What is a Rye Beer Anyway?

While rye beer isn’t a style all on it’s own, adding rye to a beer changes a beer so completely that it might as well be. Rye is an ingredient that can be included into the malt mixture when brewing, transforming beer styles with it’s earthy, spicy taste. Rye has been added to beers for centuries, however, it is just now becoming trendy with most breweries producing a rye beer seasonally or as one of their mainstays.

Rye works best in more complex beers like IPAs, Pale Ales, and Stouts, but we have also seen it successfully added into lagers and pilsners. To be considered a “rye beer” the finished beer must have a significant amount of rye in the grain bill and strong rye flavors present within the beer. The addition of rye will add a characteristic spice to any beer, similar to pumpernickel bread. It can also change the color of the beer to include more of a reddish tone.

Joy Rye'd

We are a fan of adding rye to IPAs because the dry, astringent spice of the rye plays well and highlights the hop’s bold and bitter flavors. Our seasonal take on the Rye IPA is Joy Rye’d, a beer that Historic has been making for years with a devoted fan base of its own. This Rye IPA has a slight spiciness on the nose with a hop forward smell that is pleasant and not too aggressive, pulling you in from first whiff. As you sip Joy Rye’d you can taste the earthy flavors from both the rye and the hops that this beer is brewed with. This beer is crisp, with a malt forward taste and a strong hop backbone. The beer finishes with the rye aftertaste, hop bitterness and a delicious spiciness. It’s a definite rye spiciness, similar to the flavors that linger after you chew on a fresh piece of rye or pumpernickel bread and it lingers on the palate long after you’ve taken your last sip.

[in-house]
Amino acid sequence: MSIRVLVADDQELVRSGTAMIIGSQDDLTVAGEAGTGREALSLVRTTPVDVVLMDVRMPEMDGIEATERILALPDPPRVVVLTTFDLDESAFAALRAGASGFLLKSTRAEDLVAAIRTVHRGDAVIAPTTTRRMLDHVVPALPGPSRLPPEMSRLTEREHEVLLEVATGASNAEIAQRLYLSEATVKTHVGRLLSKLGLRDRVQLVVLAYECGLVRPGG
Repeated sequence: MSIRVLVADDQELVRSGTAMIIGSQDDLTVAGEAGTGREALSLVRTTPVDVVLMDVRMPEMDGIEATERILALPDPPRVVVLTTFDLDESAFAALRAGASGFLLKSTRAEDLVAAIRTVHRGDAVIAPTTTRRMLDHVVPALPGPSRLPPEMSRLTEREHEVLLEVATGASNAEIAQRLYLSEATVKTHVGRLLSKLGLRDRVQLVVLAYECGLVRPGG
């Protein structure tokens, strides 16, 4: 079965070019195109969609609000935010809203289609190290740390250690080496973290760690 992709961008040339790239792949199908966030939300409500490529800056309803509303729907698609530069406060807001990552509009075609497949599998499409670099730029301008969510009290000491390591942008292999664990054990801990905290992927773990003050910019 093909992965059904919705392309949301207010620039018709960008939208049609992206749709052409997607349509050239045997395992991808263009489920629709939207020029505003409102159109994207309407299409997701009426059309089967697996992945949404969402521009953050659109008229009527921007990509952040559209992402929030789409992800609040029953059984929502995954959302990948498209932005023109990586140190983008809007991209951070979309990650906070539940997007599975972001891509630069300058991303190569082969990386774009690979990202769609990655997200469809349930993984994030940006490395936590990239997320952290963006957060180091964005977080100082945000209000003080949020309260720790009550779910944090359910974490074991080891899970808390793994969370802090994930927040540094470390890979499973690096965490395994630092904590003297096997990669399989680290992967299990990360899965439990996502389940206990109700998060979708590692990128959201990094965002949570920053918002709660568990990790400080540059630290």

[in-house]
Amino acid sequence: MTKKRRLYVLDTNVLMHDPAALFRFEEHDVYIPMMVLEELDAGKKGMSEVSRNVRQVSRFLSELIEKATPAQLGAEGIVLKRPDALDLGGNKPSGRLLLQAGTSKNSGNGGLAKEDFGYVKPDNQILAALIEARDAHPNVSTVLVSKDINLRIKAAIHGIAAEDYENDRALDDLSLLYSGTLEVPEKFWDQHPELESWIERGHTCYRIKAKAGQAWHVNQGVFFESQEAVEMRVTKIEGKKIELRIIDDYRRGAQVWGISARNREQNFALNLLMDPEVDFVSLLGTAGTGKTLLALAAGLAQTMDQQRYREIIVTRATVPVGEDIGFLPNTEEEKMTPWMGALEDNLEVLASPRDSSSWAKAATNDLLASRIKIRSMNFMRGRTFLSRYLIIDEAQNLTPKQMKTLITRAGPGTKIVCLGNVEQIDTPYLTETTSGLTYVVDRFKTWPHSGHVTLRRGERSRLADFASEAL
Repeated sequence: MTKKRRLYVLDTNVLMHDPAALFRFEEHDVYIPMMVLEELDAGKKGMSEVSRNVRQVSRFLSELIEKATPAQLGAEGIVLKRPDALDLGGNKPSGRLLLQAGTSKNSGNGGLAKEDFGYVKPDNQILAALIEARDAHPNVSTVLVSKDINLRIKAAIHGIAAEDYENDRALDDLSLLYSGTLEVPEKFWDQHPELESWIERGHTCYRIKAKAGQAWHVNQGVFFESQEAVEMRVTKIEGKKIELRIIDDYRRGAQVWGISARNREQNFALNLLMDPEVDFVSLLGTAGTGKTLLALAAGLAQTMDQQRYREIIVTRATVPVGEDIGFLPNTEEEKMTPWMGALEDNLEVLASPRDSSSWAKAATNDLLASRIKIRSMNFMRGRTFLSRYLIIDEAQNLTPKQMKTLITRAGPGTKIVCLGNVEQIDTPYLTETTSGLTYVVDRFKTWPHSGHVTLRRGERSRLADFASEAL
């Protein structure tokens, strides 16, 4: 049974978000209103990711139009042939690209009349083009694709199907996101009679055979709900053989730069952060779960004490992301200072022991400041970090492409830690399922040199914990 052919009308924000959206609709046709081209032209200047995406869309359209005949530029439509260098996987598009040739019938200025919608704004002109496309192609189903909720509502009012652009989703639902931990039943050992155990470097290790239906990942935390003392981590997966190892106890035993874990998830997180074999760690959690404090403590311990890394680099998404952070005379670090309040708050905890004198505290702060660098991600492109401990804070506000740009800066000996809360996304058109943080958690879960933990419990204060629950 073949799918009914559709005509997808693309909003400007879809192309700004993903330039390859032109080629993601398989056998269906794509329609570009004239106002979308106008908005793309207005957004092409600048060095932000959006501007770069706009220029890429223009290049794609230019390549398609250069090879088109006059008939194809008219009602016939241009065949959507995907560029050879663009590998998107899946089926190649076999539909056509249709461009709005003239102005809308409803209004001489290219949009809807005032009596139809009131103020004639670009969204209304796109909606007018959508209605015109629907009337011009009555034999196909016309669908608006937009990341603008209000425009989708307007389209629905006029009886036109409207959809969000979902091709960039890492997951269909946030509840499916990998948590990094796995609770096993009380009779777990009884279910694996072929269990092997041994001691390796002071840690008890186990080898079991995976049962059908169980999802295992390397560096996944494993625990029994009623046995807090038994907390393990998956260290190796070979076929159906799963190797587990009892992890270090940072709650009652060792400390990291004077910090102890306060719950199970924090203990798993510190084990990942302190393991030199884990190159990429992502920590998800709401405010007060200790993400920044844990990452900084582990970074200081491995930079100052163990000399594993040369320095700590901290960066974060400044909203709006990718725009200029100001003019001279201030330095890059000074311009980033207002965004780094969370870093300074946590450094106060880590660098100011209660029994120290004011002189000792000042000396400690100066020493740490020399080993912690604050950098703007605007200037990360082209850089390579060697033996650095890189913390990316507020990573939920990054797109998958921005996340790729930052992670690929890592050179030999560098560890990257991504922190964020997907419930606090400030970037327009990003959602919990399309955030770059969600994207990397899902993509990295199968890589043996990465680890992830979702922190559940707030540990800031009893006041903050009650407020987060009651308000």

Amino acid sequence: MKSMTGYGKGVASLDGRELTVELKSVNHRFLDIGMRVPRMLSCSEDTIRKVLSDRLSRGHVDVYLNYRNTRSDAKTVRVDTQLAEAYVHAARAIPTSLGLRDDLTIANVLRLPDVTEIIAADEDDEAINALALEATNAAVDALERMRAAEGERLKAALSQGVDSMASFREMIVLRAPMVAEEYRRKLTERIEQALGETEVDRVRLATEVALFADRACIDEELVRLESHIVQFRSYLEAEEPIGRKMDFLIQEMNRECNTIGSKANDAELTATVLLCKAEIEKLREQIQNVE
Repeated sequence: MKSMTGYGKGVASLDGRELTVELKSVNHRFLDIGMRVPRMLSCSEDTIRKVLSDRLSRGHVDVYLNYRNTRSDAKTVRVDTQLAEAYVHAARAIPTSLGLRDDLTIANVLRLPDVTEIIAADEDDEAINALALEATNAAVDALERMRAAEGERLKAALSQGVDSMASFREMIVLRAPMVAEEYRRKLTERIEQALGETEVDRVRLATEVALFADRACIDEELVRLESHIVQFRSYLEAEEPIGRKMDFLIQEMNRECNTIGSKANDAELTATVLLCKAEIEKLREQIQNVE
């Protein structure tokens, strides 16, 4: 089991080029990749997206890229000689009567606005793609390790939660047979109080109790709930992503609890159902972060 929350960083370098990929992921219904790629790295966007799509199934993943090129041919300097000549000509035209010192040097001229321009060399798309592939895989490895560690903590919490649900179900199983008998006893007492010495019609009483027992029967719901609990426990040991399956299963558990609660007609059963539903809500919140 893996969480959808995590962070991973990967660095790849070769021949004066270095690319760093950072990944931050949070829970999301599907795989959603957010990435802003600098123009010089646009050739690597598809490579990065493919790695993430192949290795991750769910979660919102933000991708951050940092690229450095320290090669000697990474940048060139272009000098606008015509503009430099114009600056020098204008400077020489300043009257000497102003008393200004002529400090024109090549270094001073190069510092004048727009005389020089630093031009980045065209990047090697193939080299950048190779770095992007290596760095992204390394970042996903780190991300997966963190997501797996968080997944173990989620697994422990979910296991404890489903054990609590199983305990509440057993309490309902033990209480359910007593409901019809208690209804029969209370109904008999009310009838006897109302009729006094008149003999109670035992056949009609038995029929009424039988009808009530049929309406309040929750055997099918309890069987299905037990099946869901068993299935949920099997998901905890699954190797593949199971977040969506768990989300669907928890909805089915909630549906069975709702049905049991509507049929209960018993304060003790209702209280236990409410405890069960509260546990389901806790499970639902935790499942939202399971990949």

Rye beers have grown in popularity over the last ten years and we don’t see them going anywhere anytime soon. They contribute dimension, spice, and great flavor to the beer styles they are added to, and as more and more brewers get comfortable adding rye to their grain bill, we’ll continue to see new awesome rye beers emerge. Our Rye IPA, Joy Rye’d, is a favorite among many for its distinct flavor. This beer will be back on tap at all of our locations by the end of January, but it’s a small batch so don’t hesitate to expand your palate and grab a pint of it before it’s all gone.

Behind the Scenes at Bearizona

Did you know that right here in Northern Arizona we have our very own Wildlife Park featuring 160 acres of land, and hundreds of amazing animals? Bearizona Wildlife Park, located in Williams, Arizona, is home to many rescued and relocated animals that have been given a second chance. Bearizona is fun for the whole family and features both a drive through and walk through section of the park, making it accessible for all. Bearizona is also home to Canyonlands Restaurant, a themed restaurant within the Kennelly Restaurant Concepts family, with options for even the pickiest of eaters. Canyonlands Restaurant also has a full bar inside featuring our very own Historic Brewing Company beer and Grand Canyon Wine Company wine.

Although the ability to walk around the park with a craft beer in hand is one of the awesome things about Bearizona, there is so much to enjoy on any day you choose to visit. They have live animal shows each day, featuring a rotating cast of their amazing animals and staff. These shows are interactive, educational, and super fun to watch and be a part of. The drive through section of Bearizona is unlike most Wildlife Parks because through your car window you can see animals such as wolves, bison, bears, and more.